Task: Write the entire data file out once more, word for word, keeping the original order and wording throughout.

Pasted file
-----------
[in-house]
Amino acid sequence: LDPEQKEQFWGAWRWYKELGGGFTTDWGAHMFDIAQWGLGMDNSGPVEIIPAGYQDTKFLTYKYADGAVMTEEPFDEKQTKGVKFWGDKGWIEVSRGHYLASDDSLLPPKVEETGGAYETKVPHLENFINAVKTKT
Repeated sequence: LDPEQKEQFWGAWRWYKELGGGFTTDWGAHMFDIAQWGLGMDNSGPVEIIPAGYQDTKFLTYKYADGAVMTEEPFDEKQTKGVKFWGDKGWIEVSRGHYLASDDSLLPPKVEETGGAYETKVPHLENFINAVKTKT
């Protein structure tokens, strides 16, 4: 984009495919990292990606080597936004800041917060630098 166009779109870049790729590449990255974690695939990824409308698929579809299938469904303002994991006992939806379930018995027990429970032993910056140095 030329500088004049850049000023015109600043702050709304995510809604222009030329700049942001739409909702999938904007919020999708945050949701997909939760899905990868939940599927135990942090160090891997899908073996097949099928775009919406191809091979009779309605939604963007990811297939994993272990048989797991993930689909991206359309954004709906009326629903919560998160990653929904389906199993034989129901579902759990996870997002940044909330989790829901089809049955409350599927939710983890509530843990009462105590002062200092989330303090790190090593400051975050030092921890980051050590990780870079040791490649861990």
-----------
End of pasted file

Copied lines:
[in-house]
Amino acid sequence: LDPEQKEQFWGAWRWYKELGGGFTTDWGAHMFDIAQWGLGMDNSGPVEIIPAGYQDTKFLTYKYADGAVMTEEPFDEKQTKGVKFWGDKGWIEVSRGHYLASDDSLLPPKVEETGGAYETKVPHLENFINAVKTKT
Repeated sequence: LDPEQKEQFWGAWRWYKELGGGFTTDWGAHMFDIAQWGLGMDNSGPVEIIPAGYQDTKFLTYKYADGAVMTEEPFDEKQTKGVKFWGDKGWIEVSRGHYLASDDSLLPPKVEETGGAYETKVPHLENFINAVKTKT
């Protein structure tokens, strides 16, 4: 984009495919990292990606080597936004800041917060630098 166009779109870049790729590449990255974690695939990824409308698929579809299938469904303002994991006992939806379930018995027990429970032993910056140095 030329500088004049850049000023015109600043702050709304995510809604222009030329700049942001739409909702999938904007919020999708945050949701997909939760899905990868939940599927135990942090160090891997899908073996097949099928775009919406191809091979009779309605939604963007990811297939994993272990048989797991993930689909991206359309954004709906009326629903919560998160990653929904389906199993034989129901579902759990996870997002940044909330989790829901089809049955409350599927939710983890509530843990009462105590002062200092989330303090790190090593400051975050030092921890980051050590990780870079040791490649861990």